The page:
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Wednesday, 30 September, 1998, 11:03 GMT 12:03 UK
Lottery health plans provoke outrage
Lottery Balls
Lottery may raise 100m for breast cancer screening
The government's announcement of a multi-million pound boost for cancer screening services funded from the National Lottery has provoked outrage from opposition parties.

The announcement followed Mr Blair's speech to the Labour conference in Blackpool in Tuesday afternoon, in which he said the money would be used to "make our cancer services the best anywhere in the world."

Mr Blair said a total of 400m would be shared between the NHS, education and the environment.

Anne Widdecombe
Widdecombe: is health being turned into s lottery?
But Tory Shadow Health Secretary Ann Widdecombe warned that if the prime minister went ahead with the plan, he would be using Lottery money for inappropriate causes.

Miss Widdecombe, who plans to raise the issue in the Commons when parliament resumes next month, called on Labour to "admit that what they doing is using the lottery money as a supplement for taxation".

Lottery proceeds originally were designed to help projects in sport and the arts which otherwise would not be funded by taxes, she said.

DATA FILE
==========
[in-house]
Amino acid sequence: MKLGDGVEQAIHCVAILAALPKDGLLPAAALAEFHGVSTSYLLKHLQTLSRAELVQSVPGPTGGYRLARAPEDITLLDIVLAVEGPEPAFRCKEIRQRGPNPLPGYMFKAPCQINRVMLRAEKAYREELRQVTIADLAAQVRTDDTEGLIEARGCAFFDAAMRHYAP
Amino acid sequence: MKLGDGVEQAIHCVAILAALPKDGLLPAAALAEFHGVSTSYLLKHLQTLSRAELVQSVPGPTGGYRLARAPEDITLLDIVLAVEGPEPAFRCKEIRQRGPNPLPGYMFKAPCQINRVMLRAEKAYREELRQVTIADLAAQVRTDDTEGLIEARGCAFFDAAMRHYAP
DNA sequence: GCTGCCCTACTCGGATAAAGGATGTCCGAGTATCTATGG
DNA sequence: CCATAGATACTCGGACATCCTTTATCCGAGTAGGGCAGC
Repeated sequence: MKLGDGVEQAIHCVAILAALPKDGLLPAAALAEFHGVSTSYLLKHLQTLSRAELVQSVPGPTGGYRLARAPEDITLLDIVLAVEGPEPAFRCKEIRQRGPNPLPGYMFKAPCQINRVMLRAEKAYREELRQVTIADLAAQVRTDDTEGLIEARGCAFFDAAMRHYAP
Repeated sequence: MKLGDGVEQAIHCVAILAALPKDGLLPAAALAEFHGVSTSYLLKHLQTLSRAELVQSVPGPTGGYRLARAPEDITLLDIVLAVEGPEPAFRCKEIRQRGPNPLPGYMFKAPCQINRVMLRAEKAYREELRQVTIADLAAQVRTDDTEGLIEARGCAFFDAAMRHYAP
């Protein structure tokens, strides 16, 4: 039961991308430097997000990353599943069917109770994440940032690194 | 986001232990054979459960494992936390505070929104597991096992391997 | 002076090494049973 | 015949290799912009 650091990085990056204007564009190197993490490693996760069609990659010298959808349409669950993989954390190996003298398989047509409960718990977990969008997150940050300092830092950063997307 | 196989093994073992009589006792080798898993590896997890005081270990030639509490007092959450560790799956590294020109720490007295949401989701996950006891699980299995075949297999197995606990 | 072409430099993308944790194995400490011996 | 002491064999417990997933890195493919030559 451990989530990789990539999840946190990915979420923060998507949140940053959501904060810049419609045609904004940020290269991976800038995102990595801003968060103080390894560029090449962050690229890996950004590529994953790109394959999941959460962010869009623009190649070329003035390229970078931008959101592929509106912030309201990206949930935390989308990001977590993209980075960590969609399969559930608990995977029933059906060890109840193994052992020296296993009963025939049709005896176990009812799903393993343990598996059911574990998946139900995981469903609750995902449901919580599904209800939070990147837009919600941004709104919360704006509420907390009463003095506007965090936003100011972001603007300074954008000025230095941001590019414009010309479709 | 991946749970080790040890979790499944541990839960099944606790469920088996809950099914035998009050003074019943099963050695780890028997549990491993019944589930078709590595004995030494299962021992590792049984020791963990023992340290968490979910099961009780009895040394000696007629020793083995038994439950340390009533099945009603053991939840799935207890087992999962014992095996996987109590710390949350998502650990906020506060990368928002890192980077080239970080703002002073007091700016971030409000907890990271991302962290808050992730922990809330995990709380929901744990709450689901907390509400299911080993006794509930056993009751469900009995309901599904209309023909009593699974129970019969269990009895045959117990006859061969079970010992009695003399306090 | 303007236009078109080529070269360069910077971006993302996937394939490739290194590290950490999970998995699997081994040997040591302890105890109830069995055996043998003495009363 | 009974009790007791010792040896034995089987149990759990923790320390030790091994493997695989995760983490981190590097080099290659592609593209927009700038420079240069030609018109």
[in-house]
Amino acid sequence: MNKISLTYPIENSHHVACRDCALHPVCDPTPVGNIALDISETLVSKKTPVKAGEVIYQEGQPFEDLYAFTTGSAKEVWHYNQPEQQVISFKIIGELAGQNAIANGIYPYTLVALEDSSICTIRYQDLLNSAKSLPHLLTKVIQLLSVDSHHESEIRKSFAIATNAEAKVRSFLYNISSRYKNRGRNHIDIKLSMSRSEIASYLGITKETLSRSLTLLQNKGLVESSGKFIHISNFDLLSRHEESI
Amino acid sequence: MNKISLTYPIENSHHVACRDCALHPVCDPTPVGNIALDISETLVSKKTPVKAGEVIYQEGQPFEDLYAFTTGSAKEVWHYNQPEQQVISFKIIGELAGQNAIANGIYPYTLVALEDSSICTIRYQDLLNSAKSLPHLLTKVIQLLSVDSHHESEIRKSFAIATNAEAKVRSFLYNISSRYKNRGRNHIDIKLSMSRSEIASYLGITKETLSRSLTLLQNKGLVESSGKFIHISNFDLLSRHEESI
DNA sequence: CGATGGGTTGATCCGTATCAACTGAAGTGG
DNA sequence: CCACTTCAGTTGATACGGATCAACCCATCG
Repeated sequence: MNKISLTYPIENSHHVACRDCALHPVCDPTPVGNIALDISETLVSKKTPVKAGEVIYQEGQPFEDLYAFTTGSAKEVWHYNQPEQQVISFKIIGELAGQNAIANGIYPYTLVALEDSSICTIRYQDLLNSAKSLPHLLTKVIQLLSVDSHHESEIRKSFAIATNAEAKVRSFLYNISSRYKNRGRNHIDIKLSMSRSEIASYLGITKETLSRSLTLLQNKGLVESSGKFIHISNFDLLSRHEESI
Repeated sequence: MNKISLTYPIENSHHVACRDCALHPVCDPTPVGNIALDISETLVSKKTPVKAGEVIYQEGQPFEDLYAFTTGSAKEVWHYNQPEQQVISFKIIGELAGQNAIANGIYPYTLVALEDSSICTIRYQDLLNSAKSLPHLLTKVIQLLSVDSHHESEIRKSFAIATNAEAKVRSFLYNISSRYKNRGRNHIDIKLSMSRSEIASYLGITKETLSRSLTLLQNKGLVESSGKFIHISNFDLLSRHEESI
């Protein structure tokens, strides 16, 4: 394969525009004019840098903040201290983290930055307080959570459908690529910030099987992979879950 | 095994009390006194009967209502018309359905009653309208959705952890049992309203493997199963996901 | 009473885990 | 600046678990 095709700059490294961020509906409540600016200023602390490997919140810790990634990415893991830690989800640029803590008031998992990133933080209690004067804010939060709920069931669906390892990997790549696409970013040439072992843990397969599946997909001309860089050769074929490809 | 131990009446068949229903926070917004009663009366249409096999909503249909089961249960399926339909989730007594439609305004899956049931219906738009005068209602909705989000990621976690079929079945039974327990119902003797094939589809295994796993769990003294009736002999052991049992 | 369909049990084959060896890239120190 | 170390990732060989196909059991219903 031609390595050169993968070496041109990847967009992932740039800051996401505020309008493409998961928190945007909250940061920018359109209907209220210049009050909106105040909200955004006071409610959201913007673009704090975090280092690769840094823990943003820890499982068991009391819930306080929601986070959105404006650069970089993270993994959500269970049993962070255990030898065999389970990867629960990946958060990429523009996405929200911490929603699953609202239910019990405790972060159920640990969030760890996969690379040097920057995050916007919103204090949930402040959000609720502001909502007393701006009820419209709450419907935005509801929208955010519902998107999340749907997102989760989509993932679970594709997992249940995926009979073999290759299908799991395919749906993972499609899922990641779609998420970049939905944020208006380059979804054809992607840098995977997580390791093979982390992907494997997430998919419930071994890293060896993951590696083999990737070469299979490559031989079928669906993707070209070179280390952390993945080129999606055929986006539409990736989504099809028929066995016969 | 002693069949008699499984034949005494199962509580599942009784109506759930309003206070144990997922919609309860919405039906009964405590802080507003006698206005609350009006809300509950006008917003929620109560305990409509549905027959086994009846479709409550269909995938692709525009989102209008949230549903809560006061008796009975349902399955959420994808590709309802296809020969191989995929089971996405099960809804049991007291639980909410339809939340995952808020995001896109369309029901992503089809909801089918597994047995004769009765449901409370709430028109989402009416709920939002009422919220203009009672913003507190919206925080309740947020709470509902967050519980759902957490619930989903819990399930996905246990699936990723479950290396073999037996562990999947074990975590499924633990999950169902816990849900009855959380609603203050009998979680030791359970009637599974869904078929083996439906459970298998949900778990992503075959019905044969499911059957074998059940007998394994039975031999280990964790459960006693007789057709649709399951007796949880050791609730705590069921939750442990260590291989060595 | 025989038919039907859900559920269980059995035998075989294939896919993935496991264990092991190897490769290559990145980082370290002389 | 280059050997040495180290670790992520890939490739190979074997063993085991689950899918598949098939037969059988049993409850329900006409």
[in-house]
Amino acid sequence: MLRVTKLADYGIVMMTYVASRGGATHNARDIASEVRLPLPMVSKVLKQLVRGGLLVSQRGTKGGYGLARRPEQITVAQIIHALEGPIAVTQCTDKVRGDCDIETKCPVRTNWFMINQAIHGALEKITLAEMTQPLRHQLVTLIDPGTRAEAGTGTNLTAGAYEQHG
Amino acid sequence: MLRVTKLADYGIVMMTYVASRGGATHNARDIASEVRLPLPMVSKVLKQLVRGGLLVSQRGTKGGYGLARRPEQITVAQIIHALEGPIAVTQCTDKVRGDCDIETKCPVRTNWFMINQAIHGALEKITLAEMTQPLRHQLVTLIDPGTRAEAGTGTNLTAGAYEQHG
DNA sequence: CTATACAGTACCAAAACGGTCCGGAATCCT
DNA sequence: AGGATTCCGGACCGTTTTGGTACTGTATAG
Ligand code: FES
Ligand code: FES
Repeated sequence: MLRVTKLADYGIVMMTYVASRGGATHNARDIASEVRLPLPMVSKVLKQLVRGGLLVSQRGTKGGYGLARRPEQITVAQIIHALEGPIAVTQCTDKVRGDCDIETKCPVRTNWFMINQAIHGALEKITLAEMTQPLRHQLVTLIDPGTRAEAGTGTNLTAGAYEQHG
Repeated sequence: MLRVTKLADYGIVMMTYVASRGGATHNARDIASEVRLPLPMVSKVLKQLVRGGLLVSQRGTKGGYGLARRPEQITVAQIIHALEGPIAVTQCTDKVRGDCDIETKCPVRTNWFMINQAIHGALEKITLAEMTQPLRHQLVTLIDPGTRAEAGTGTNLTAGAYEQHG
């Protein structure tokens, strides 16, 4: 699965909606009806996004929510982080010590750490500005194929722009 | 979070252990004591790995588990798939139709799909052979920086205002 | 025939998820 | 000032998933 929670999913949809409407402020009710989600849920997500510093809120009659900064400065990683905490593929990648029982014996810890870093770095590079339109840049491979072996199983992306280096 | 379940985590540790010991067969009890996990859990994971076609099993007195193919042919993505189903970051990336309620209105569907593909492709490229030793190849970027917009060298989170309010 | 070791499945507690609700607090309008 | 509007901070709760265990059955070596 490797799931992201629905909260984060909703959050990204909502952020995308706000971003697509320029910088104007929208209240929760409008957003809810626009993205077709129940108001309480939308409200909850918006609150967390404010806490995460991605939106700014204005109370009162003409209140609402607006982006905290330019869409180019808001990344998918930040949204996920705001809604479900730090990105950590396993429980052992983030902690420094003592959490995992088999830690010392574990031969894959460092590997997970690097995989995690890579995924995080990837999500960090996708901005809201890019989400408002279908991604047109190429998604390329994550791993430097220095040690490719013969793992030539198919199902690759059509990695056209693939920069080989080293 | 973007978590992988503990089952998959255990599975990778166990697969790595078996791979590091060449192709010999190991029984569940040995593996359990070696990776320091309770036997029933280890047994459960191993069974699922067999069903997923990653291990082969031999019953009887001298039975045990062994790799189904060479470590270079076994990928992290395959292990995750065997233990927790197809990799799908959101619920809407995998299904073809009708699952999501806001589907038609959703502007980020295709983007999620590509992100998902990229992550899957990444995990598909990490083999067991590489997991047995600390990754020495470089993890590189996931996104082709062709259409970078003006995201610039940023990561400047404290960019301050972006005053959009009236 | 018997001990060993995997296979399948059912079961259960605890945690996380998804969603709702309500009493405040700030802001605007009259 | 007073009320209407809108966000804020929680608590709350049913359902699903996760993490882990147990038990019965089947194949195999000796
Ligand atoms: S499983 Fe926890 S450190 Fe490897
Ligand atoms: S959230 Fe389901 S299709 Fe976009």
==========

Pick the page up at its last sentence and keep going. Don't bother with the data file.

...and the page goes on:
'Confusion'

"What's happening now is confusion. The government is saying 'we are managing inefficiently, therefore we are going to take lottery money to support tax'."

The Liberal Democrats have also criticised the government's announcement, saying lottery money should not be used for "core" services such as breast cancer screening.

'Policies for headlines'

Party health spokesman Dr Evan Harris said: "The day after Gordon Brown said he wouldn't change policy for a good headline, Tony Blair has done just that.

"Lottery money is supposed to be used for non-core NHS services. Breast cancer services are absolutely core and essential.

"Does this now mean that breast cancer services are at the mercy of lottery ticket sales?"

He protested: "Tony Blair seems to be playing with women's expectations for political gain.

"This is not the way to run a modern health service. When will Labour learn we need real doctors, not spin doctors?"

But reacting to the critical response the Department of Culture, Media and Sport said lottery funds may be used for health projects, under new measures in the Lottery Act passed during the summer.

The Cancer Research Campaign welcomed the government announcement.

Director general Professor Gordon McVie said: "We are delighted that lottery money is finally going to where it was always intended - to support the fight against cancer and other debilitating diseases.

"We applaud the Prime Minister for honouring the pledge made to the people of Britain by his predecessor, who sold the whole notion of a national lottery on the back of cancer research, treatment and care.

"We will renewing our efforts to persuade government that research holds the key to cancer and lottery money could help bring about the cure that people so desperately seek."

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